August 04, 2017
Talk about your good news/bad news conundrums.
The good news is that a new season of the brilliant Showtime sitcom, “Episodes,” is almost upon us. The bad news is that the 10-installment arc that commences Aug. 20 represents the last batch of new episodes we will ever see.
Created by Main Line native David Crane (who devised “Friends” with Broomall native Marta Kauffman) and his life/creative partner, Jeffrey Klarik, “Episodes” stands as the most wickedly delicious send-up of the television industry since “The Larry Sanders Show” went dark in 1998.
The series’ basic premise is, in and of itself, an indictment of the medium that arguably remains America’s most potent pop culture force (even in this digital, hand-held-device world of ours): A married British couple, Sean and Beverly Lincoln (Stephen Mangan and Tamsin Greig) are the creators and producers of a celebrated British sitcom called “Lyman’s Boys.” Genteel and sophisticated in tone and execution, the fictional series revolves around the life of a beloved boys’ boarding school headmaster.
The couple is ultimately lured to Hollywood by Merc Lapidus (John Pankow), a paragon of show businesses sleaze and phoniness, who swears up and down to the reluctant pair that, with their assent, “Lyman’s Boys” will be faithfully and dutifully recreated by his (unnamed) American TV network.
Needless to say, Bev and Sean—who have uprooted their lives to go to Hollywood—are barely unpacked before the network, in all its idiocy, turns the gentle tale of a brink-of-elderly British headmaster into “Pucks,” a smarmy, sexual-innuendo-laden piece of dreck starring—TaDa!—the real-life Matt LeBlanc.
Hilarity ensues as the forces that propel Hollywood send “Pucks” deeper into the sewer. The prickly, unhappy-from-head-to-toe Beverly, and the sweet and eager-to-please Sean can only watch in fascinated horror as their baby is turned into a gruesome—and gruesomely unfunny—mess.
The upcoming season deals with the Lincolns’ efforts to launch another series for the same network—a drama called “The Opposite of Us”—with the addition of an unwanted third creative partner.
Television is a writer’s medium, and the scripts by Crane and Klarik are the very definition of “comedy gold.” Their biting, bitchy lines pierce conversations like a prison shiv, and the characters are finely tuned and emphatically human, with all the vulnerabilities, personality flaws and idiosyncrasies that entail.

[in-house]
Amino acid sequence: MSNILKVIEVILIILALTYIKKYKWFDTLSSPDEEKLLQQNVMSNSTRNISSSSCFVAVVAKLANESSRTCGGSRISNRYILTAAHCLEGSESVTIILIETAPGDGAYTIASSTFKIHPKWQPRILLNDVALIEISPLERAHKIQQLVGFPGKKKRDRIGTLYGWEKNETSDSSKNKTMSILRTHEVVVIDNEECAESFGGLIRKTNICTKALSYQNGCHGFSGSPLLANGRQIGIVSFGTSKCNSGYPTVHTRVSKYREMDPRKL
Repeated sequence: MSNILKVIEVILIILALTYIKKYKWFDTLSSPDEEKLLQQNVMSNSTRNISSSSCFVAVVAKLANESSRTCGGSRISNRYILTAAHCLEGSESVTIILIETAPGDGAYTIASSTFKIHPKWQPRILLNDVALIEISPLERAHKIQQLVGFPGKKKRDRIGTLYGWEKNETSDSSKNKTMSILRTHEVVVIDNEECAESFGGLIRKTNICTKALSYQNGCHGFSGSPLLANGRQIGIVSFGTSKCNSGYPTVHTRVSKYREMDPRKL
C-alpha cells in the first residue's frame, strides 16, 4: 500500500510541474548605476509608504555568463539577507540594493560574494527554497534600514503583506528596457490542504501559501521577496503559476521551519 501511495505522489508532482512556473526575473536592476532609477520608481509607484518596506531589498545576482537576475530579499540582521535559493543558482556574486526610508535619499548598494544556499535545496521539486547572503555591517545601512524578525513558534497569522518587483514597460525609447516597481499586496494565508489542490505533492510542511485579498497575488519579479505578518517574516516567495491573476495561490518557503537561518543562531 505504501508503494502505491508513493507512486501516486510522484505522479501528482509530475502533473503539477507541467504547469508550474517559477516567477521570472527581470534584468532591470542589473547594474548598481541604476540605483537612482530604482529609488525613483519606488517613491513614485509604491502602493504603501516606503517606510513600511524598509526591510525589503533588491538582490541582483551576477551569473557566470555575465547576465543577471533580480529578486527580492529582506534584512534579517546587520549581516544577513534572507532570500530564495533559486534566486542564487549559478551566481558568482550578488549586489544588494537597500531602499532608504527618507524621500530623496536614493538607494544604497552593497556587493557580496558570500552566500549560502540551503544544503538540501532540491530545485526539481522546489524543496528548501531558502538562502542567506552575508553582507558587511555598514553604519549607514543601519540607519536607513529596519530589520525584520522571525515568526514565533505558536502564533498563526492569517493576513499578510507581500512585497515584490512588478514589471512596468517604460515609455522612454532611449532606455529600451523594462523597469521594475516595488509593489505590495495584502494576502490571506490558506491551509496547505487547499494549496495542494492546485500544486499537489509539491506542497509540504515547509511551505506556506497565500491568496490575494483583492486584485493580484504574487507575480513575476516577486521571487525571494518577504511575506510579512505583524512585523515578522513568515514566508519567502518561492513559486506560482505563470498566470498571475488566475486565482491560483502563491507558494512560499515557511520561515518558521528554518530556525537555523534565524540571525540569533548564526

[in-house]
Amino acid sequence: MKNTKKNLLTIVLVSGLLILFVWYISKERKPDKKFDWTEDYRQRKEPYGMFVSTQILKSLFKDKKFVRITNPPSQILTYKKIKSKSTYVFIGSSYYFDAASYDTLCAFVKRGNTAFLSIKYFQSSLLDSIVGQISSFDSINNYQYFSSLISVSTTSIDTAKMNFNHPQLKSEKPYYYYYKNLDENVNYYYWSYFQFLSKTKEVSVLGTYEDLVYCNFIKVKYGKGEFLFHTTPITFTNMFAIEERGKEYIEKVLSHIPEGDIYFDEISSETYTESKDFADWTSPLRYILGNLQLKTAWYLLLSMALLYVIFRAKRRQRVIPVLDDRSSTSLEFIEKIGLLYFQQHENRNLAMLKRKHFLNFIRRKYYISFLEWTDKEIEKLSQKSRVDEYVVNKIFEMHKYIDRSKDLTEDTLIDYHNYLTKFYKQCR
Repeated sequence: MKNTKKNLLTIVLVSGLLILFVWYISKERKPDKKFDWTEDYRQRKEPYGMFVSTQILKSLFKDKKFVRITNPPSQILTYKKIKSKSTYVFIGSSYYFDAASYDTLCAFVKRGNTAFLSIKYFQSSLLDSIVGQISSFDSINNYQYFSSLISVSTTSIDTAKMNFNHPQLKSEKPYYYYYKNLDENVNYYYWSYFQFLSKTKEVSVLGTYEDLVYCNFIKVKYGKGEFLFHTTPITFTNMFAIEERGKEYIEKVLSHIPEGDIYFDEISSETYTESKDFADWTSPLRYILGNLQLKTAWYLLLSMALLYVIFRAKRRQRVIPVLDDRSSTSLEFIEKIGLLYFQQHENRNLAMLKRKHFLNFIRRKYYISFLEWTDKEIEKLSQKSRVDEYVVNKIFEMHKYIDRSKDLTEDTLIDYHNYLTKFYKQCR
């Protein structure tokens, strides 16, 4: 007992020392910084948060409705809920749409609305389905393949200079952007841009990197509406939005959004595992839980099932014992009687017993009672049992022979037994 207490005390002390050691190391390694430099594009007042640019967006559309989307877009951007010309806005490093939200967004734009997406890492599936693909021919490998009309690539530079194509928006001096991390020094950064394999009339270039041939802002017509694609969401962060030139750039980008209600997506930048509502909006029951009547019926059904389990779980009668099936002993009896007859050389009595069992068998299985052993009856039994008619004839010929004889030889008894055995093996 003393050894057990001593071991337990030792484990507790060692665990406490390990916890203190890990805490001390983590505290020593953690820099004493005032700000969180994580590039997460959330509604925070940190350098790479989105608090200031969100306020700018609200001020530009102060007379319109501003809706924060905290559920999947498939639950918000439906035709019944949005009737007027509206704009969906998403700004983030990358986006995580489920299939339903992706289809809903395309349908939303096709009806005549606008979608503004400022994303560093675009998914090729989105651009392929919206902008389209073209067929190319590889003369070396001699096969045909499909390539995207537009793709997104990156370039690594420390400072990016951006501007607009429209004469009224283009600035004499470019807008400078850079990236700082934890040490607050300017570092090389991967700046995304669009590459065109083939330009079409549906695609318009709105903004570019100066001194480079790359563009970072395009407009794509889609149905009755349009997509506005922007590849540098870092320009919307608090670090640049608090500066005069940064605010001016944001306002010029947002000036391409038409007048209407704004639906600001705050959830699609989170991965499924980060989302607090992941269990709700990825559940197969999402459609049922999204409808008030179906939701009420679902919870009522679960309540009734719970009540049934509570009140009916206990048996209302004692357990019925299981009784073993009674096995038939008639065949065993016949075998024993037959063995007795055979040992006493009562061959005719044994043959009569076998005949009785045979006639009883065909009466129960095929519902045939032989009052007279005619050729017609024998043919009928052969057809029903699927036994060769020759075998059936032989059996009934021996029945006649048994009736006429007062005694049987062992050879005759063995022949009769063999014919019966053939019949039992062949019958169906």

Their biting, bitchy lines pierce conversations like a prison shiv, and the characters are finely tuned and emphatically human, with all the vulnerabilities, personality flaws and idiosyncrasies that entail."
For instance, Bev’s seething contempt for the Hollywood scene and its poisonous celebrity culture is effortlessly – if only temporarily – neutralized by a visit to a “swag suite,” a made-in-Tinseltown ritual whereby fabulously wealthy celebs are gifted with all manner of expensive (and not-so-expensive) goods and services in hopes said A-listers will endorse said products and services. Breathing life into the characters is a dream of an ensemble cast. As the Lincolns, Mangan and Greig are a joy to watch, carefully calibrating their emotions, and delivering dialogue (between themselves and others) with Swiss-watch-precision timing.
LeBlanc is a revelation, creating another in an increasingly long line of memorable TV characters who are at once self-absorbed, insufferably vain and superficial, but nonetheless intrinsically likable. And he deserves props for being unabashedly willing to sculpt such a dunderheaded version of himself.
Rounding out the superb troupe are Pankow as Merc, the soulless, sex-obsessed one-time network head who set the story in motion, Kathleen Rose Perkins as Carol Rance, a network exec permanently ensconced in the Land of Denial, and who never met a boss she didn’t jump into bed with (regardless of gender), and Mircea Monroe as the aging ingenue, Morning Randolph.
Special mention must be made of Daisy Haggard, whose secondary character, the somewhat peculiar Myra Licht, makes my ribs hurt every time she is on screen. As rendered by Haggard, Myra is a clueless lump who has a look that suggests she is perpetually sucking on rancid lemons. She heads the network’s comedy development department, even though it’s clear she wouldn’t know funny if it bit off her nose and replaced it with a Fidget Spinner. Haggard doesn’t even need to speak to send me into hysterics: Her facial expressions alone are funnier than 98 percent of anything else on television.
For more on “Episodes,” click here.
Chuck Darrow is a veteran entertainment columnist and critic. Listen to “That’s Show Biz with Chuck Darrow” 3 p.m. Tuesdays on WWDB-AM (860), WWDBAM.com, iTunes, iHeartRadio, and TuneInRadio.
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